Admit the truth!
It’s Okay to Love an Alcoholic
10,000 hours, right? I had, what theorists say, the 10,000-hour rule on the subject of loving an alcoholic. The principle says that 10,000 hours of “deliberate practice” are needed to become an expert in any field (that’s about 90 minutes per day for 20 years!). If greatness requires enormous time, I certainly ought to have been great at loving an alcoholic.
In 1999, after being in a relationship for three years, I finally felt brave enough to attend an Al-Anon meeting for friends and family of alcoholics. I attended at the suggestion of a therapist who was listening to my woes and recounts of my boyfriend’s drinking habits, and my concerns with it. I read a lot of the conference approved literature, probably all of it, looking for answers for him.
I went to meetings for ten years only getting a little bit of relief for my anxiety and still confused as to why I was there. At one Al-Anon meeting, on about the tenth year of attending, a pamphlet with the question “So you love an alcoholic?” printed on it, stopped me in my tracks. I took a deep breath and swallowed hard. I was loving an active alcoholic. (Yes, it took that long for me to see what was right in front of me.)
Silently, I struggled with this fact for a full ten years in the program, before I could ever speak up. I found this truth lodged in my heart. I sat in meetings with other women in a similar situation, yet I said nothing about my predicament. For ten years I just listened. I kept my own secrets, even secrets from myself. The word alcoholic was taboo to me. The word alcoholic had a stigma that I didn’t want to associate myself with. My silence said that I believed it was not okay to love an alcoholic. I was silent because of my shame. The shame held me back from getting help. I had to admit what I was doing with my life if I could ever confront the issues. I discovered that I could only heal when I told the truth. Lying to myself didn’t heal me. I was warned about lying as a kid but it was only explained to me that lying to others is what mattered. I didn’t know I could lie to myself.
As an adult, when I was seriously sick one year, a wise medically-intuitive woman warned me that liars don’t heal. Ultimately, telling my truth set me free. It set me free to begin my healing process. I discovered that telling the truth to oneself is the start of the healing process. Admitting the truth set me free – to love who I loved and heal what needed healing.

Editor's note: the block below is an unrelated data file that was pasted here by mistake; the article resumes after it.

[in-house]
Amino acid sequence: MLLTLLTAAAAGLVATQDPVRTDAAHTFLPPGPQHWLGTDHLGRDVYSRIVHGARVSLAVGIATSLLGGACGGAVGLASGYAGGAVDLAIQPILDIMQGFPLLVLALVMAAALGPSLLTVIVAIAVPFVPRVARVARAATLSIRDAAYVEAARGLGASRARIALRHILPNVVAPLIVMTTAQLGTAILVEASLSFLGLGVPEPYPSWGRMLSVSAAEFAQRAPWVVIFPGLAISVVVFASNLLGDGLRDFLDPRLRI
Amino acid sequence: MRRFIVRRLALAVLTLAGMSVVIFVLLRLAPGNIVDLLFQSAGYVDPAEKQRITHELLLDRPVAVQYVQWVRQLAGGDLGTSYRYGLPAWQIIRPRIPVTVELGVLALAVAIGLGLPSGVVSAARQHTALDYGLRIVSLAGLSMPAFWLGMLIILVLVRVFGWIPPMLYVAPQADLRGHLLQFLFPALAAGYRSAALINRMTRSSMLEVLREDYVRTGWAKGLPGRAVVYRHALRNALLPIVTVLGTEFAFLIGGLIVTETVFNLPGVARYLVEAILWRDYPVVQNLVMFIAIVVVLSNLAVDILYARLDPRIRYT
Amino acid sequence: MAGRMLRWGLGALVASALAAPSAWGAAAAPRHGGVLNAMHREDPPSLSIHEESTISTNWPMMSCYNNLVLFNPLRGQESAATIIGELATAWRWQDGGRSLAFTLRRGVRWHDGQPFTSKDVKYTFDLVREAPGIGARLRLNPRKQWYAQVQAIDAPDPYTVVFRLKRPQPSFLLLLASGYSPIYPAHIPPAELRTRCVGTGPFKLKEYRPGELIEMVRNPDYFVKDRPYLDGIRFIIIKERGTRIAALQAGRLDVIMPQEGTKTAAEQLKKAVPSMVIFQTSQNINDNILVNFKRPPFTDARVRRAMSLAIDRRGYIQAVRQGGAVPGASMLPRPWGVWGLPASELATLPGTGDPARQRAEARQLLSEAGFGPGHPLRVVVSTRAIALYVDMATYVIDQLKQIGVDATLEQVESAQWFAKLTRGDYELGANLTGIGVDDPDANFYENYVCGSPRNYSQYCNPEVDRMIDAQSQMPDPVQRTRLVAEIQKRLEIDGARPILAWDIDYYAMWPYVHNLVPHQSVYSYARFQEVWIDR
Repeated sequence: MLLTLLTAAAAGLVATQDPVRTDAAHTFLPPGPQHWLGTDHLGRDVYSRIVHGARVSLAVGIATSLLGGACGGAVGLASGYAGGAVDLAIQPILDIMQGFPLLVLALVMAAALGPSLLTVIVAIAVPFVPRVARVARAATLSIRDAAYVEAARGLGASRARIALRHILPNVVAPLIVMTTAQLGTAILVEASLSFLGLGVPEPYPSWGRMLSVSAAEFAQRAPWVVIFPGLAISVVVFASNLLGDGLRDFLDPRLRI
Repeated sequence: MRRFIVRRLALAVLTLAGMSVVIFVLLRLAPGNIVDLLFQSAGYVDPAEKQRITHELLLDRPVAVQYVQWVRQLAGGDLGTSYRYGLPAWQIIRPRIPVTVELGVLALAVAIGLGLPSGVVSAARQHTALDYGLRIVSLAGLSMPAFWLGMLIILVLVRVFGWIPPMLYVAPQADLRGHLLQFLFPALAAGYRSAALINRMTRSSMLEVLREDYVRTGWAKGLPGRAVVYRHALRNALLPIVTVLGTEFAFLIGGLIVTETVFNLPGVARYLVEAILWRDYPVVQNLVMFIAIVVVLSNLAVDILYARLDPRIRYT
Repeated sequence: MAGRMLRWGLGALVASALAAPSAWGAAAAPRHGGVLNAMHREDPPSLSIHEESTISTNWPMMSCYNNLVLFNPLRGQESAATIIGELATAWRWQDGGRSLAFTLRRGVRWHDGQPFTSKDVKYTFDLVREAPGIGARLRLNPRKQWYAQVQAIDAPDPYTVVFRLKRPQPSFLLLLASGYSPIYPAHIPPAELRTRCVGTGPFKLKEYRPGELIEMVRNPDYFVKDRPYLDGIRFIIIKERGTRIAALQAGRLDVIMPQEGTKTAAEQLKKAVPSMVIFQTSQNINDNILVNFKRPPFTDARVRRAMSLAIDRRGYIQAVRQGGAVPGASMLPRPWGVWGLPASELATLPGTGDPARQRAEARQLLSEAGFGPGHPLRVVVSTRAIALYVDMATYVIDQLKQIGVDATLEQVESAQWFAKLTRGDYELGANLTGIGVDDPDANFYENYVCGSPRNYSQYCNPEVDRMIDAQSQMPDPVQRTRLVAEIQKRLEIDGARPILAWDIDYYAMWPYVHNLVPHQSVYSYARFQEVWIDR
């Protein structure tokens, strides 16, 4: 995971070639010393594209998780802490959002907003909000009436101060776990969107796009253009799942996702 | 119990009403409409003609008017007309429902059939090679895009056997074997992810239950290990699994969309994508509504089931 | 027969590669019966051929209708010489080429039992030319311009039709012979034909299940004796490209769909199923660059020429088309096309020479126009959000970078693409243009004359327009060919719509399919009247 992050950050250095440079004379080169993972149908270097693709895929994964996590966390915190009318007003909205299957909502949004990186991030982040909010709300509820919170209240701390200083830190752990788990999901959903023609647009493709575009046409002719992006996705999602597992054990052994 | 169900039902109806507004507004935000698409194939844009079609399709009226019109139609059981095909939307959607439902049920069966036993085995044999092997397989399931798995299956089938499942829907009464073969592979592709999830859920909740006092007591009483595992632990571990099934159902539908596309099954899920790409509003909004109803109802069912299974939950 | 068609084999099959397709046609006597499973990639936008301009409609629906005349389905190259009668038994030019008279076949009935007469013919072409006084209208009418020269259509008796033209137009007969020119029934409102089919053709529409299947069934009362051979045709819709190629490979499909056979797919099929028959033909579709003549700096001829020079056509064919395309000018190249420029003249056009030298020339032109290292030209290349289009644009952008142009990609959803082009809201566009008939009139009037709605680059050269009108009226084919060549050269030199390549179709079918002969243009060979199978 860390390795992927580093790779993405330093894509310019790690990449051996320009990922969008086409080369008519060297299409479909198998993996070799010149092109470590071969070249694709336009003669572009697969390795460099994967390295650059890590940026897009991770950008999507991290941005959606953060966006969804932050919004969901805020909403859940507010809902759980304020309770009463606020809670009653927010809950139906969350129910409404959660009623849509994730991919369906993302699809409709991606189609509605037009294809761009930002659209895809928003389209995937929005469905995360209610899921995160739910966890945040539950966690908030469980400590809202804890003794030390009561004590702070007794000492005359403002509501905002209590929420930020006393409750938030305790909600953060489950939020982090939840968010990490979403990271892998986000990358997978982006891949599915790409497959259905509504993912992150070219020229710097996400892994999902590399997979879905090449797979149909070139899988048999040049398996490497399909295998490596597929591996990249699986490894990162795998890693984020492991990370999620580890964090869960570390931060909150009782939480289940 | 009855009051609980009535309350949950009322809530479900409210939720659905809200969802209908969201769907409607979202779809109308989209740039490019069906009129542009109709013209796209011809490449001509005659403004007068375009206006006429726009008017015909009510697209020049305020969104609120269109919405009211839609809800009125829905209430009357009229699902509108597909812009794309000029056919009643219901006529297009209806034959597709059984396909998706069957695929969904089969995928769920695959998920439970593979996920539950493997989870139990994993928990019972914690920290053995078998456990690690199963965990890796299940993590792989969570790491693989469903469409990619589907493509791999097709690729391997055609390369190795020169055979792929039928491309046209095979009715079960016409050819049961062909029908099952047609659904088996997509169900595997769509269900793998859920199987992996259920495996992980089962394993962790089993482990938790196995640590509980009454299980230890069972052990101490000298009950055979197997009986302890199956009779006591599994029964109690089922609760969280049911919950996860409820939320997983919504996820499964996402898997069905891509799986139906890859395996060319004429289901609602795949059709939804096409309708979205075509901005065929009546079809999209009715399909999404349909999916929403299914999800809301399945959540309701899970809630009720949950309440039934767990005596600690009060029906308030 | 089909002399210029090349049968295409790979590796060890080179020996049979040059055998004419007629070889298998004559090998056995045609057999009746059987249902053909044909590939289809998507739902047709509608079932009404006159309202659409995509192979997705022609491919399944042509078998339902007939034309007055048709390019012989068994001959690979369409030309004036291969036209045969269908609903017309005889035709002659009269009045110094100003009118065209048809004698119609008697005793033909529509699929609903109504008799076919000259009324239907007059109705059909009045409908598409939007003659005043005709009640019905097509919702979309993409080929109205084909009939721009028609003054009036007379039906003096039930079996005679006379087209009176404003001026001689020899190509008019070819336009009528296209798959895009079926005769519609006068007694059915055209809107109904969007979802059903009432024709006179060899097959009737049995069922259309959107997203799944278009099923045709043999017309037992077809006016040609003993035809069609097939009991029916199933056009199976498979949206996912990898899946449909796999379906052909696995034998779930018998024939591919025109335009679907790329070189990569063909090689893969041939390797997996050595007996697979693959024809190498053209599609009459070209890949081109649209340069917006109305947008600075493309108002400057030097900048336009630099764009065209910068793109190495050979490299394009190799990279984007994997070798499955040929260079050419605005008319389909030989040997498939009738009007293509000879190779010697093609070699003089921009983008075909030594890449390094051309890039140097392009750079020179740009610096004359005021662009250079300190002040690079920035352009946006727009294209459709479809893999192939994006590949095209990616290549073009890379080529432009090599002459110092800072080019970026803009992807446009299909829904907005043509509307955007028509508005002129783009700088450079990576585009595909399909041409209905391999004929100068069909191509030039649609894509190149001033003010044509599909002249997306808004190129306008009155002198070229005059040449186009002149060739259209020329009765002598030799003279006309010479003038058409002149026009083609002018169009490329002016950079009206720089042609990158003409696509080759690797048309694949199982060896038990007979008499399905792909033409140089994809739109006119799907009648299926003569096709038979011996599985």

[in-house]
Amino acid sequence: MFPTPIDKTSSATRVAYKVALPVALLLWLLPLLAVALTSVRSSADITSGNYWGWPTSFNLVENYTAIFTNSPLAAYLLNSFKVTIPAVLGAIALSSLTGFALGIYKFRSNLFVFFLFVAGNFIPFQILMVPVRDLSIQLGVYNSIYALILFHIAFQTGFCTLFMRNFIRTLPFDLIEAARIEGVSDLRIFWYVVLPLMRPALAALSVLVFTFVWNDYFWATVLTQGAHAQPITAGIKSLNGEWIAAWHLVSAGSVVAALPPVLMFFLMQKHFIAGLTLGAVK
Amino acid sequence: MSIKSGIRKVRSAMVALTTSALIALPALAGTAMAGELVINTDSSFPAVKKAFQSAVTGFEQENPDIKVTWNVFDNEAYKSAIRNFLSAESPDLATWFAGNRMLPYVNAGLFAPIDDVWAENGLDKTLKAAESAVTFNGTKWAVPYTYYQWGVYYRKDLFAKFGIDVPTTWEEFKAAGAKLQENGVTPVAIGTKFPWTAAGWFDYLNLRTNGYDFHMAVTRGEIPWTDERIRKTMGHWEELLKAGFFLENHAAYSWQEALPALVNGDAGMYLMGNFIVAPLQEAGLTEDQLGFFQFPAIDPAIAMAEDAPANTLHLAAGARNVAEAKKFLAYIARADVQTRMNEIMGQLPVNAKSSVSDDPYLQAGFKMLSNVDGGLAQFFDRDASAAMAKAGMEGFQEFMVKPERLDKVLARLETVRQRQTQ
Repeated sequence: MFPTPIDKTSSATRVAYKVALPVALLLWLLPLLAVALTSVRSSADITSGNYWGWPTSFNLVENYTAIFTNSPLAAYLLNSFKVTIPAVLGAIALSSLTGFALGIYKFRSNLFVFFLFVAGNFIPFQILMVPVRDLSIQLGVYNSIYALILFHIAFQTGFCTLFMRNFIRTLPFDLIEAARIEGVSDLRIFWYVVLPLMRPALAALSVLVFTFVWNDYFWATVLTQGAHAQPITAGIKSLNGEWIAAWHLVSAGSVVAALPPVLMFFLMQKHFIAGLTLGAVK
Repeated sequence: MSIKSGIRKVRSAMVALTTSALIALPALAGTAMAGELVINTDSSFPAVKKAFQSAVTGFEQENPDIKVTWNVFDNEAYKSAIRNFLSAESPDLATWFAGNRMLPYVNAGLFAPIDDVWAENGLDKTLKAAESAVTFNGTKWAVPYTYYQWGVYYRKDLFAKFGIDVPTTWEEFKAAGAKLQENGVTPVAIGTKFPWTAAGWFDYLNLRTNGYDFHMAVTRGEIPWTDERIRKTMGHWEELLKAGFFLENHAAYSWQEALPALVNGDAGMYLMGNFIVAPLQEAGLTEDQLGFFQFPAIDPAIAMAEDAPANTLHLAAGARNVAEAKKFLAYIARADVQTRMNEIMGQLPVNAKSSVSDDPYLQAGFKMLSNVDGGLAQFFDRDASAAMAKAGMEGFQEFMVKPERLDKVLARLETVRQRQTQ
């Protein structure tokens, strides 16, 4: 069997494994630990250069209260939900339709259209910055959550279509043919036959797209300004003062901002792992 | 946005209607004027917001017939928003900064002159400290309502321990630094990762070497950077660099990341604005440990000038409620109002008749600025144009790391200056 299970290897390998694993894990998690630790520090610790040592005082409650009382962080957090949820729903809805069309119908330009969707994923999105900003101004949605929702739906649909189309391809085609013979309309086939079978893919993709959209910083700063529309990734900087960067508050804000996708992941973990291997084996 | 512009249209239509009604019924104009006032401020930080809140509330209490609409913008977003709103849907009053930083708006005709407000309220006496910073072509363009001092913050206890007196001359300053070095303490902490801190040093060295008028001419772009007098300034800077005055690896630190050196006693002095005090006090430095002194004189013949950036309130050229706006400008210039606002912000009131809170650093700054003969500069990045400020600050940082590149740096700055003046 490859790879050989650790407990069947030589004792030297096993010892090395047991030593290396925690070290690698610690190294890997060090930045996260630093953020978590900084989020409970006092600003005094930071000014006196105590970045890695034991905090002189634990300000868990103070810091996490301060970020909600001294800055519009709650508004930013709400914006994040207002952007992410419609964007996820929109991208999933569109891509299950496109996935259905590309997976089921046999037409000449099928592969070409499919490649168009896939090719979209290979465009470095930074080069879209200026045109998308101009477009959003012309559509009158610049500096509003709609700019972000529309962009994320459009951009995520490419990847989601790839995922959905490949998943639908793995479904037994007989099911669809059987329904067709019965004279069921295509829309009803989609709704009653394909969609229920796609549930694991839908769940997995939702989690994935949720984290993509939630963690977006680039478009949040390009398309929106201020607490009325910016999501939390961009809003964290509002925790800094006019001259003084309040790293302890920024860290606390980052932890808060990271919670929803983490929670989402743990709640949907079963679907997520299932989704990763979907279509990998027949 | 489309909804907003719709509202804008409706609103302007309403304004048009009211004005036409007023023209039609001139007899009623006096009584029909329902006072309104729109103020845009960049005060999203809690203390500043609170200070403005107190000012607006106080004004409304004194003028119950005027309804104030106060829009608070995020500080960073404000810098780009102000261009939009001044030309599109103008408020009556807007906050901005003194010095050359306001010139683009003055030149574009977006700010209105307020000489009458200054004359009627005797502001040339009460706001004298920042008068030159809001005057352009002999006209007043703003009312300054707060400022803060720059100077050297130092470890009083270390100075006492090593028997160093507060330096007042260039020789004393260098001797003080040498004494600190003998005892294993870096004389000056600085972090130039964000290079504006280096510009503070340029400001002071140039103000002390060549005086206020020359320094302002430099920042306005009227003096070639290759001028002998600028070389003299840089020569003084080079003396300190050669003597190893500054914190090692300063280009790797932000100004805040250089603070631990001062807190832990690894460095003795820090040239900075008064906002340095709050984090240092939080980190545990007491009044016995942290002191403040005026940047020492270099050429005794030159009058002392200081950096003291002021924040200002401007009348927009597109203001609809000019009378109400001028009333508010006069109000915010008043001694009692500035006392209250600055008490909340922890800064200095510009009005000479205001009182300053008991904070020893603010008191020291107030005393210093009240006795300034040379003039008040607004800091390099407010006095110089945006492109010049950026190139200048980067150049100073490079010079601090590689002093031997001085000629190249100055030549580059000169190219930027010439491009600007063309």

My Lesson #1: Admitting the truth set me free
On one hand, loving an alcoholic, felt like I was a child that was doing something wrong. For the first time in my life, love itself felt not okay. Wasn’t the main theme of a fulfilling life supposed to be love? A part of me, the stuffed-in and shoved-down inner-self, was telling me that it was not okay to love this man. I had conflict. I felt like a tormented soul. I was scared loving an alcoholic. I was scared to tell the truth. I didn’t want to admit this to anyone, myself included. How was I ever going to be able to stop loving him?
After my many unsuccessful, yearly attempts to push this fact away, I came to realize acceptance was the answer to my pain. I had to accept that I loved an alcoholic. I had to tell myself it was okay – it happened. It was okay to love an alcoholic (it felt true and I did). I began telling myself it was okay to love an alcoholic because I needed to hear some reassurance from my own heart and soul before I could move past this shock. I had to know that it was okay to love who I loved because I had been loving him for a long time.
When I admitted who I loved and that he was an alcoholic, shame welled up from within me each and every time because I was embarrassed by my choice of partner. My perfectionistic pride took a beating by being in the relationship. I know others saw the disrespect. Feeling like this love was a complete mistake triggered my fear of failure. What became irritating to my soul was watching myself continue to keep loving him over and over, and then loving myself less and less. I would stay in the relationship only to suffer more loss to alcoholism, hoping for gains. My soul recognized this and was silently suffering because I loved who I loved and didn’t know how to change that. I felt humiliated by my life and my love.
I loved an alcoholic. After declaring this truth to myself, accepting this, understanding how it all happened, and choosing recovery, I came to believe that it was okay to love an alcoholic. After accepting myself and my choice of love partner, I ended my inner torment and stopped berating myself every time I confessed he was an active alcoholic. I needed to reassure myself that loving an alcoholic didn’t make me bad, wrong, or stupid. However, loving him did have me feeling broken-hearted. This also pointed out that I had some problems with love. I began to not just study alcoholism, but also codependency.